When it comes to hiring, people sometimes like to put you in a neat category, which is why the Myers-Briggs test is still a thing during some recruitment processes. When I had to take the test on joining one of my previous companies, I fell in the middle - both extroverted and introverted. Of course, that made sense to me. I’ve always been client facing in my career, and I love it but it simultaneously exhausts me. When I worked in sales, by the weekend I didn’t want to speak to anyone, I had run out of chat.
But my experience of taking the test twice and getting different results are not unique, in fact the publishers of the test also found that 50% of participants change at least one of their four types when they retake the test.
People often describe an introvert as someone who is shy or quiet, while an extrovert is someone who is outgoing and likes to be heard. It is actually better to think of where you draw your energy from in social situations. When an introvert and an extrovert are in social situations, the introvert gives their energy to the people in the room, and needs to take time out later to recuperate that energy. In comparison, an extrovert gets their energy from people, but still needs some downtime to recuperate from people fatigue.
Which one sounds like you?
From these descriptions, it’s actually clear that neither personality type is better than another, but it useful to understand where you draw your energy from. Below are some tips to get ahead without turning into an extrovert.
Don’t try and force being an extrovert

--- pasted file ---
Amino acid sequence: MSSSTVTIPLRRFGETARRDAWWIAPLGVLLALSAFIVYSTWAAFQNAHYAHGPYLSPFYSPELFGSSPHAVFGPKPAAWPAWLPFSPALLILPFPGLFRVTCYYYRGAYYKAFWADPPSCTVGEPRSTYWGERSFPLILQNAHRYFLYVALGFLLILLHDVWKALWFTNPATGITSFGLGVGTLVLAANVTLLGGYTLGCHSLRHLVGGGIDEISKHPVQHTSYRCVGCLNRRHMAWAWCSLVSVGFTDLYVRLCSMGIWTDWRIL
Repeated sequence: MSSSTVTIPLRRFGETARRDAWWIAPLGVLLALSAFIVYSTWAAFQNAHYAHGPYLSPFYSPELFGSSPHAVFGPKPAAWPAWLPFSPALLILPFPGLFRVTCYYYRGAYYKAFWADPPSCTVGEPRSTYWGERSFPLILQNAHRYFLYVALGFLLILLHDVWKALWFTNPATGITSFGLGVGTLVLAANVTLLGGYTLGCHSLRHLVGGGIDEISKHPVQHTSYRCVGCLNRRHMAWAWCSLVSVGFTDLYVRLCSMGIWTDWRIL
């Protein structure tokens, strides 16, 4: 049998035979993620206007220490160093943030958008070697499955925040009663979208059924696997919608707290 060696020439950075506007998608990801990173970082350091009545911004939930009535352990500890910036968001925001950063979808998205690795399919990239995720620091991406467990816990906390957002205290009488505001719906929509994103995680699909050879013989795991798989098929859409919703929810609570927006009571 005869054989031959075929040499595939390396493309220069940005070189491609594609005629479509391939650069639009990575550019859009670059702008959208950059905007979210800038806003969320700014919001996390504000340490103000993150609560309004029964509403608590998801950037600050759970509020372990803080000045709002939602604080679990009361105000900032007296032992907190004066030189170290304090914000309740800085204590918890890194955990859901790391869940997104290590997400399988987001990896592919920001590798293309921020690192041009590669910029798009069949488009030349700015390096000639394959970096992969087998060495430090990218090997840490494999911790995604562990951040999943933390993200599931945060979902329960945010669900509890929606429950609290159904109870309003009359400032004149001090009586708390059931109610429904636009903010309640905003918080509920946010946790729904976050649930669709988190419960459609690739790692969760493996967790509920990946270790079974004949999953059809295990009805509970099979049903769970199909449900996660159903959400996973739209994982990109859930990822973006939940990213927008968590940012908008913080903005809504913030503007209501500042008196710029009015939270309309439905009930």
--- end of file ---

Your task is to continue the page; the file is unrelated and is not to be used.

Being a fake extrovert can be exhausting. Every day can feel a like a performance which can lead to burn out. Some people are naturally ambiverts, and arguably everyone at any one time can be a mix of introverted and extroverted characteristics. The MBTI sorts people into 16 personality categories, but most psychologists agree that individual differences in personality are better described by continuous traits than discrete type categories. They note that distributions of scores on the MBTI scales are continuous, with most scores in the middle rather than piling up at the low and high end, as type theory might predict. So don’t try to be something that you are not!
Introverts tend to be good listeners, allowing other people the opportunity to share their ideas with them fully without interrupting and offering unsolicited feedback or opinions. Listening is an important skill in a leader, it encourages a team dialogue, increases morale and can foster innovative thoughts.
An introvert’s comfortable space in a meeting is listening and taking in all the details presented into consideration, which can be mistaken for shyness. Challenge yourself to speak up and contribute constructively to the meeting within the first 10-15 minutes. This way you are recognised as engaged participant, and you can use the rest of the meeting time to continue to gain all the information as you would before.
Recognise your strengths
Introverts are not natural self-promoters, so it is useful to have a personal pitch prepared so that when a situation arises that you have to present yourself, you have something on hand. Extroverts may find this easy, which is one of the reasons it seems that they get noticed more.
Having trouble thinking of some strengths? As introverts tend to be able to work well alone, they need very little supervision. This can be highlighted as a strength! Try leading with: “I can take charge of a task and run with it, with very little guidance.”
And A Tip For Extroverts...
Take a leaf out of the introversion book! Introverts can be more reflective and considerate about their ideas. Extroverts could benefit from taking a moment before blurting out their ideas just to be heard! Are you an extrovert that needs some advice on how to listen? Learn how to really, really listen here!
We should stop pitting extroverts and introverts against each other, as diverse personalities in a team are a benefit, not a drawback! If you do think that you are an introvert, try a couple of these steps to get your voice heard.
Are you an introvert? How do you get your voice heard in a crowd of extroverts?